My wife and I recently had the tremendous misfortune of needing to buy a car. Car prices, you may know, reached an all-time high between this year and last.

There are now rumblings of a gradual decline, but rising interest rates will likely offset any savings. So with our beloved but rickety 2006 Altima facing another cruel Midwestern winter alone, we bit the bullet and bought a newer used car before those rates could get any higher.

For us it was the capstone of a year we spent, like anyone else, shelling out more for gas, groceries, and everything else. It’s this kind of inflation that’s giving even the fringiest Republican candidates an edge going into this year’s midterms.

But if Republicans ride inflation to victory, experts warn their “solutions” will make it worse.

U.S. President Joe Biden

It starts with where they place the blame. GOP campaign ads blame “Joe Biden’s spending,” while a few conservative-leaning economists blame wage increases. Economist and former Labor Secretary Robert Reich dismisses both.

Spending alone “can’t be causing our current inflation,” Reich argues, “because inflation has broken out everywhere around the world, often at much higher rates than in the U.S.” And “wages can’t be pushing inflation, because wages have been increasing at a slower pace than prices.”

Besides, what’s that money being spent on?

Maureen Bowling, a single mom in Kentucky, credited Biden’s expanded Child Tax Credit with helping her family out of poverty. With 9 of 10 recipients spending their payments on household necessities, she writes, those payments “eased the effects of inflation on families.”

Instead, Reich puts the blame on global shortages caused by Russia’s war on Ukraine and pandemic lockdowns in China — and on “big corporations that have been taking advantage of inflation by raising their prices higher.”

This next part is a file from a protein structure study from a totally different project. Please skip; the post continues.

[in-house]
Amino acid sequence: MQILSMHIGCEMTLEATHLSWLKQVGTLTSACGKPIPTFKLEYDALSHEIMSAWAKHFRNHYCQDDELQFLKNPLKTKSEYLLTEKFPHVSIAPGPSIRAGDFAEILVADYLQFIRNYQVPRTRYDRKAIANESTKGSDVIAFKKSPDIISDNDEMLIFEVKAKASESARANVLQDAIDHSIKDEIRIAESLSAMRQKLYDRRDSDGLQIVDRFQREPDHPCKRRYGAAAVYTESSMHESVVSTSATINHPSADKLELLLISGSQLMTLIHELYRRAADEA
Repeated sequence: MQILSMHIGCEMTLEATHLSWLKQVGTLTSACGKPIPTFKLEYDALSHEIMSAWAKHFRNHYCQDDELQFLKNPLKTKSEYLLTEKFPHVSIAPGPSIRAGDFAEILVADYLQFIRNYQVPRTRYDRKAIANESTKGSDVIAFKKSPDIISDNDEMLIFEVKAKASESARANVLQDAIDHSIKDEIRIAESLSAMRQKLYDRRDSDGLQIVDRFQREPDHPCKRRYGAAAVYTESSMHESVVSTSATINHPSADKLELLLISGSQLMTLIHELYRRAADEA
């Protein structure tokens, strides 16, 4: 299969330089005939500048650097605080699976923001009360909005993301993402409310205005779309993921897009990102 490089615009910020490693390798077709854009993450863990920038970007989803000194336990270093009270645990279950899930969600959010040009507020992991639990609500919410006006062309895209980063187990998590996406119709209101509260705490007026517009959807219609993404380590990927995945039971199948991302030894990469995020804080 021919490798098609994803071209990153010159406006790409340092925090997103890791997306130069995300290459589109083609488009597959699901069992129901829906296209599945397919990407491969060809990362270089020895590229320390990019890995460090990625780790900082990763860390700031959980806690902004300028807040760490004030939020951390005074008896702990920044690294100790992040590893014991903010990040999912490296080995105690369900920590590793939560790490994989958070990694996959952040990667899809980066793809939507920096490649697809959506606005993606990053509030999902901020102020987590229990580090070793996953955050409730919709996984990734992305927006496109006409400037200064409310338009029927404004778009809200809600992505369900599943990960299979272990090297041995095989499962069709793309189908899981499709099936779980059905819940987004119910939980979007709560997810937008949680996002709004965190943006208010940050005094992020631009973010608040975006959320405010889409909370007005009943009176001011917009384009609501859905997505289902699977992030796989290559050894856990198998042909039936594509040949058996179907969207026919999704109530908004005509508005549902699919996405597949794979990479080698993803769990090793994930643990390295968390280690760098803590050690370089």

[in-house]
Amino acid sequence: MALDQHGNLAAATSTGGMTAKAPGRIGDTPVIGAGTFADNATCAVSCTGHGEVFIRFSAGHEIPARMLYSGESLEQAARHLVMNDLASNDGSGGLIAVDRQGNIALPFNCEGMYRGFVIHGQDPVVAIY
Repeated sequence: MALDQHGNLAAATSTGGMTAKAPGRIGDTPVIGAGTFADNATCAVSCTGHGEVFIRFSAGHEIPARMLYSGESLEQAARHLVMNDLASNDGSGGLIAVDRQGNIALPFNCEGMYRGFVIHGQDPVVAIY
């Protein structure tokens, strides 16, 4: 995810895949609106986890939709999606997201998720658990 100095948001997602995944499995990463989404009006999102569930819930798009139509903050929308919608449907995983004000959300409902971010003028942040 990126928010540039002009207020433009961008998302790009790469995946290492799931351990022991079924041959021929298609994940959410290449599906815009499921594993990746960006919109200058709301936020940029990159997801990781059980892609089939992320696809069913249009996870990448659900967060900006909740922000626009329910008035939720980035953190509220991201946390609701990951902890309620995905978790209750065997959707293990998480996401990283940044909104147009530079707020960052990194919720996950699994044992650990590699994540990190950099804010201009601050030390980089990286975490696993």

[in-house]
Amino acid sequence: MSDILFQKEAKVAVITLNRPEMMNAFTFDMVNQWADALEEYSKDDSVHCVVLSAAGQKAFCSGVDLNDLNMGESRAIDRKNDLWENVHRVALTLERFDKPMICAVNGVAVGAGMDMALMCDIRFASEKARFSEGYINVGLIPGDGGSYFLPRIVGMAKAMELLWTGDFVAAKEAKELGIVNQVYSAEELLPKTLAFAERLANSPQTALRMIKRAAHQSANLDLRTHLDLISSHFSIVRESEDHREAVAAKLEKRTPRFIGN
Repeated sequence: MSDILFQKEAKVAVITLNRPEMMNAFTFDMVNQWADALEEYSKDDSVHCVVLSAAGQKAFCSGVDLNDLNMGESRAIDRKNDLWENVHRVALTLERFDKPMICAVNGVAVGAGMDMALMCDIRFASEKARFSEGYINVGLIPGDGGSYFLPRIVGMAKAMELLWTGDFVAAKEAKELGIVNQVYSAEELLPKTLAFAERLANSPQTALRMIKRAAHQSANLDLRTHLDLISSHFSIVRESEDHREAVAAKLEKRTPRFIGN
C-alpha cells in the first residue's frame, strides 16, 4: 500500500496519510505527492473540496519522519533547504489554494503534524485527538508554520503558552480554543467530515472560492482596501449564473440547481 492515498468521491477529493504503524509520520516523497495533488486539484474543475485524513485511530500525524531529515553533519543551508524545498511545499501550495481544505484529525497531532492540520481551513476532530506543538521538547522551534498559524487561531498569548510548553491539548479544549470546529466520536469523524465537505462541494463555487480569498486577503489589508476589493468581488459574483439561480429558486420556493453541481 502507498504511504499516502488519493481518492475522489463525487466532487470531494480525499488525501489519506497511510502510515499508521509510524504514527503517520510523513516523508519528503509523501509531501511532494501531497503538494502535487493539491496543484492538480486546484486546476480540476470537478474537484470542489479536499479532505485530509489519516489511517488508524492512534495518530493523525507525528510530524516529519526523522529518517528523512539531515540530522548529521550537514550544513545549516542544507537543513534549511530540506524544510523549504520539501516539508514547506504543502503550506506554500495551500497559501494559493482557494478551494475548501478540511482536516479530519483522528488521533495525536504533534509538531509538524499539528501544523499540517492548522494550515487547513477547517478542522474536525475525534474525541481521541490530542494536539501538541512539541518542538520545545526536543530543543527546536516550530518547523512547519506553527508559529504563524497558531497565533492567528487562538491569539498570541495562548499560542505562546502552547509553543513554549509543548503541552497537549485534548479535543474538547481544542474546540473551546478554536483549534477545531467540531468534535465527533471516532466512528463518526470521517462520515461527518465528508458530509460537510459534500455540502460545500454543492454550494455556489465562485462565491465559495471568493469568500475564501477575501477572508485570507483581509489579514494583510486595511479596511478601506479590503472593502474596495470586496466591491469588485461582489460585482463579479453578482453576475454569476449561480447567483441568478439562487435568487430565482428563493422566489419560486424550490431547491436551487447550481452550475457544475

Don’t take Reich’s word for the second part. Experts at the Groundwork Collaborative have documented call after call in which CEOs literally brag about gouging consumers and blaming it on inflation. “A little bit of inflation is always good in our business,” confirmed Kroger CEO Rodney McMullen.

New York Times investigation identified car dealerships as especially bad actors. No argument from me!

So, what would Republicans do about it?

Every single Republican voted against the Child Tax Credit and other social programs that help families cope with rising prices. They also voted against the Inflation Reduction Act, which will lower health care and prescription costs for millions of Americans. And they opposed a bill that would have taxed oil companies that gouge consumers at the pump and returned the proceeds to taxpayers.

Instead, reports now say Republicans will pursue their usual plan: tax cuts for billionaires and corporations. Sorry, but how’s that going to help?

America’s billionaires have seen their wealth increase by $1.7 trillion since the pandemic started. If it’s “inflationary” when single moms like Maureen Bowling get help with their groceries and heating bills, isn’t it more inflationary when the absurdly rich get even more? And if you reward price gouging with tax cuts, won’t that just encourage more gouging?

The fact is, if cutting corporate tax rates and making billionaires wealthier actually fixed inflation, it would have been fixed ages ago. Instead, the “corporate tax cuts the Republicans are pushing would add to inflation, add to the deficit, and do little or nothing for economic growth,” concludes Harvard economist Jason Furman.

Of course, Democrats need to offer voters clearer solutions too. Senator Bernie Sanders (I-VT) warns, “It would be political malpractice for Democrats to ignore the state of the economy and allow Republican lies and distortions to go unanswered.” He urges the party to “present a strong pro-worker agenda.”

Without one, the real winners of this fight over inflation will be the CEOs and corporations who profit from it. And believe me — they’re already doing fine with my car payment.

Peter Certo is the editorial manager of the Institute for Policy Studies and the editor of